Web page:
5.  It hurt your feelings not to be included in the map, but you wasted no time dissing Staten Island, and no, I’m not from there. But you are arguing against an elitist depiction of NYC with your own elitist depiction, so I think you’ve canceled yourself out.

      1. I was trying to be funny, but your point is a good one and it re-emphasizes my main argument which is that people should be aware that SI is a part of New York’s diversity (more political than racial). Heck, did you know even tourists can take a ferry there for free? Reading this map, I certainly wouldn’t…

  2. “what happens when you offshore your mapmaking to a Brit”

    Right, so you understand that this is an illustration commissioned by a print shop, not a technical map of new york, yes?  And that it’s evident to a 3 year old that this is a snapshot of NY, not a complete map of all parts? And, it having been drawn by an English illustrator would have nothing whatsoever to do with the original terms of the commission?

  3. Guys, it’s still a map that doesn’t even include two of the five boroughs. And yes, it absolutely is a map of the whitest parts of the city. The fact that Chinatown is located in a sea of white people is incidental. The fact that the map cuts off right at Harlem is tragic, whether it was the artist that made the decision or not.

        1. A rose is a rose is a rose is a rose.

          (Being an ignorant Brit I might expect to see political, demographic, geographic, etc. in the title of any map before imposing my expectations on it.)

  4. I love maps like this and can get lost in them for hours. Not lost in that I don’t know where I am, nor lost in that I can’t find my way around, but lost in that the “real world” outside the map’s borders no longer exists. I can spread the map out in front of me, turn on good lighting and just roam the streets for hours.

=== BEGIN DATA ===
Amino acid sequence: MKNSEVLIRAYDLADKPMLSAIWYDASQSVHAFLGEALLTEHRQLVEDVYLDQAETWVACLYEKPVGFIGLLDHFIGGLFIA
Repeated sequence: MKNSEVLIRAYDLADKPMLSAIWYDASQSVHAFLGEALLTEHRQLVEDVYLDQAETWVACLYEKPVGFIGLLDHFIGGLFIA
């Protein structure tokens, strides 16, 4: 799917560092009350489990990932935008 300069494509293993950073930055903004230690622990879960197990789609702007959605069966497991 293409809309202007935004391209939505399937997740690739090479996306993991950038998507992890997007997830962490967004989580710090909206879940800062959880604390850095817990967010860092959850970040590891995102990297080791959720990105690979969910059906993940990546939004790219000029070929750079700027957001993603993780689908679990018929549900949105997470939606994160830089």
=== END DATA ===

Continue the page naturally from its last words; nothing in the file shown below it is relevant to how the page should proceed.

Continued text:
5. I think she did an awesome job, and even as a born and bred Manhattanite I will at some point purchase one, but what about uptown? I hope she adds to it some day and covers everybit of this great city, though at th esame time I realize that in terms of awesomeness density, the part of Manhattan she covered can’t be beat.

  6. First off, I think the illustration is fabulous. Well done, Jenni!

    But being an illustration, it’s constrained by two things: how much can be squeezed onto a certain size of paper, and ii) how much can be drawn for the price commissioned. I.e., these are production issues, not political. 

    So, on the production issues: this piece is available in two print sizes, the largest being A1 (33.1 x 23.4 inches / 84.1cm x 59.4 cm). Into this space, Jenni has drawn – I don’t know, I didn’t count them all – perhaps 1,000 buildings (if anyone has a better estimation, please let me know). To include “the missing bits” (as pointed out here and – more bitterly – on her blog) might see that number increase by around 300-400%. It’s just not possible to fit that sort of building density into a print of this nature and size; the resulting picture would only be visible under a magnifying glass. And I doubt if Jenni could have spent the time to do it. As she says on her blog: this already took her “forever”. It’s like asking for 3-4 times more Wally’s on each page of a “Where’s Wally” book. It’s just not going to happen. 

    On the politics of “maps”: I visit New York City on business sometimes (I even once had a meeting in the Bronx Zoo – best meeting venue ever), and once had to stay in Tarrytown because all the hotels in the “city” were booked up for fashion week. I get that the city is bigger than what’s on Jenni’s map. So, I think, do most people. It’s just that the piece drawn is the most dense. In those few square miles are contained an amazing number of viewable things. 

    I live in Hong Kong. If you’ve ever picked up a HK Tourist Board map you’ll see a similar thing: it covers the northern side of Hong Kong Island (Central) and the southern tip of Kowloon (Tsim Sha Tsui). I’ve yet to Fanling, Sheung Shui, or Sham Shui Po on a popular English-language map of Hong Kong for tourists. And yet people still find their way to out-of-the-way places. 

    An illustrator has done an amazing thing. Instead of being blinded by what she hasn’t included, be dazzled by what she has.